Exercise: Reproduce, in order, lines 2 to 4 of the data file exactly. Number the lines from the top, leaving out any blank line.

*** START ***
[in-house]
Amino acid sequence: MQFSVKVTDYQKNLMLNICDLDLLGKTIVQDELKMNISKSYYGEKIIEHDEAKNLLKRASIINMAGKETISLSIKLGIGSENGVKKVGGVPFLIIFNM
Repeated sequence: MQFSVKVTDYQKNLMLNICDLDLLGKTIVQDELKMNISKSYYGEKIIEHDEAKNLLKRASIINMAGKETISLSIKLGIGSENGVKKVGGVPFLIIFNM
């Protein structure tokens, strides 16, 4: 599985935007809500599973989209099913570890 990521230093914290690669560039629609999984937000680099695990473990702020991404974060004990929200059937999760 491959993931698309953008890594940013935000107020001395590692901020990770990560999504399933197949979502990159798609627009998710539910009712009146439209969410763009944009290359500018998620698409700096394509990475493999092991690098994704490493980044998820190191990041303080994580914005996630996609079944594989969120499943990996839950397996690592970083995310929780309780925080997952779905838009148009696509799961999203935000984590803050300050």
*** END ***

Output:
Amino acid sequence: MQFSVKVTDYQKNLMLNICDLDLLGKTIVQDELKMNISKSYYGEKIIEHDEAKNLLKRASIINMAGKETISLSIKLGIGSENGVKKVGGVPFLIIFNM
Repeated sequence: MQFSVKVTDYQKNLMLNICDLDLLGKTIVQDELKMNISKSYYGEKIIEHDEAKNLLKRASIINMAGKETISLSIKLGIGSENGVKKVGGVPFLIIFNM
């Protein structure tokens, strides 16, 4: 599985935007809500599973989209099913570890 990521230093914290690669560039629609999984937000680099695990473990702020991404974060004990929200059937999760 491959993931698309953008890594940013935000107020001395590692901020990770990560999504399933197949979502990159798609627009998710539910009712009146439209969410763009944009290359500018998620698409700096394509990475493999092991690098994704490493980044998820190191990041303080994580914005996630996609079944594989969120499943990996839950397996690592970083995310929780309780925080997952779905838009148009696509799961999203935000984590803050300050």